“Gene drive” or “Molecular drive” are different names for adaptation of an organism to any changing environment. This topic is obviously very central to gene-environment interactions. Mendel in the 19th century observed consistent patterns of inheritance that corresponded to each descendant receiving one of the two maternal copies of a gene affecting (some given) trait, and one of the two paternal copies of this gene; in the typical scenario of genetic inheritance, both maternal copies of a gene have an equal probability of being inherited, as do both paternal copies. This represents random selection. However, inheritance does not always proceed randomly, and in some cases the odds of a particular copy (allele) of a gene being transmitted to the next generation can be heavily skewed. This is where molecular drive comes into play.
For example, “jumping genes”’, originally proposed by Nobel Laureate Barbara McClintock, are inherited in non-Mendelian pattern. Today, genetic-engineering approaches are being developed to manipulate the inheritance pattern of a gene copy such that it will spread through a population more rapidly than would be expected by normal Mendelian inheritance, generating what is called an “engineered gene drive”, leading to super-Mendelian inheritance. So far, gene drives have been mostly engineered in insects.
Authors [see attached article] describe a method for generating “molecular drive” in mice, indicating that this approach can be used in mammals (including humans?). Engineered molecular drives developed in insects might provide a way to alter mosquito populations
to decrease the probability that they transmit diseases — such as malaria or dengue fever (e.g. a gene drive that affects mosquito fertility could be used to specifically eliminate a species of malaria-transmitting mosquito, allowing its ecological niche to be filled by other mosquito species that do not harbor the malaria-causing parasite). Alternatively, gene drives can be designed to confer widespread, species-specific resistance to infection by this parasite (e.g. by using a gene drive to spread sequences that encode antimalarial antibodies so that mosquitoes are no longer infected by the parasite).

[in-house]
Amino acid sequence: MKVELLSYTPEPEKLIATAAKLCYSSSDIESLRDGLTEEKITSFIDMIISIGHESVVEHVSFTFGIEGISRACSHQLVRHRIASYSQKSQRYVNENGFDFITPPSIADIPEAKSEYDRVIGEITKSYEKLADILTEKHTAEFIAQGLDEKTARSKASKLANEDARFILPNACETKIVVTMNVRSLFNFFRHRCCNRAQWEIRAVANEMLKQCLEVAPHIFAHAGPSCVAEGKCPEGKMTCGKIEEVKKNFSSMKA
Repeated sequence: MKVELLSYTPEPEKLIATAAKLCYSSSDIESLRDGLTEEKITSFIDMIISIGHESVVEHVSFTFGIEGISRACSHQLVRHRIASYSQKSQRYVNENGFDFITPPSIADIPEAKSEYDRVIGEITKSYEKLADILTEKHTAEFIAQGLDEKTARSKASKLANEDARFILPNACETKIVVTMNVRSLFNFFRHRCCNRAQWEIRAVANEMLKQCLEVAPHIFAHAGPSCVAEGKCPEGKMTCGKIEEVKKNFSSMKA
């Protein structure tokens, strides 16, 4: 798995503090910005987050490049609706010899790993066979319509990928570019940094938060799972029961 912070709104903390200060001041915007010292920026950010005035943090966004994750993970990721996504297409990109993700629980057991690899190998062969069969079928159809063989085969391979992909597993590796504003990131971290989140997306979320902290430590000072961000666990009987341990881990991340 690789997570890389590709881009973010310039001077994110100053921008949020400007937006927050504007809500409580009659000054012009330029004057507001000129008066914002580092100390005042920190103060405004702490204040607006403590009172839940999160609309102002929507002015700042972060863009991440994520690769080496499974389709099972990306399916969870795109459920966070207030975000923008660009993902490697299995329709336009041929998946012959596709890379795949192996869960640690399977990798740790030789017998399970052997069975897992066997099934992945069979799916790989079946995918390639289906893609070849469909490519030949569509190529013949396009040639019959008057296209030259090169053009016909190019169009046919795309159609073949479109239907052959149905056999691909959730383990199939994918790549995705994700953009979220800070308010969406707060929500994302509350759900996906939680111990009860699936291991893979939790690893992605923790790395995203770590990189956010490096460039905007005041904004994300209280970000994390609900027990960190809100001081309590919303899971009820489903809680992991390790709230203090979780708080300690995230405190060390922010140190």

Authors used an active genetic element that encodes a “guide-RNA”, which was embedded in the mouse tyrosinase gene (Tyr), to evaluate (by coat color) whether targeted gene conversion can occur when CRISPR/Cas9 is active in the early embryo or in the developing germline. Although Cas9 efficiently induces double-stranded DNA breaks in the early embryo and male germline, these breaks are not corrected by homology-directed repair. By contrast, Cas9 expression — limited to the female germline — induced double-stranded breaks that are corrected by homology-directed repair, which copies the active genetic element from the donor to the receiver chromosome, and increased its rate of inheritance in the next generation. These data thus demonstrate the feasibility of CRISPR–Cas9-mediated systems that bias inheritance of desired alleles in mice. This technology has the potential to transform the use of rodent models (also cattle? pigs? horses?) in basic and biomedical research. The possiblities are endless…
Nature 7 Feb 2o19; 566: 105-109 & 43-45 [News’N’Views editorial]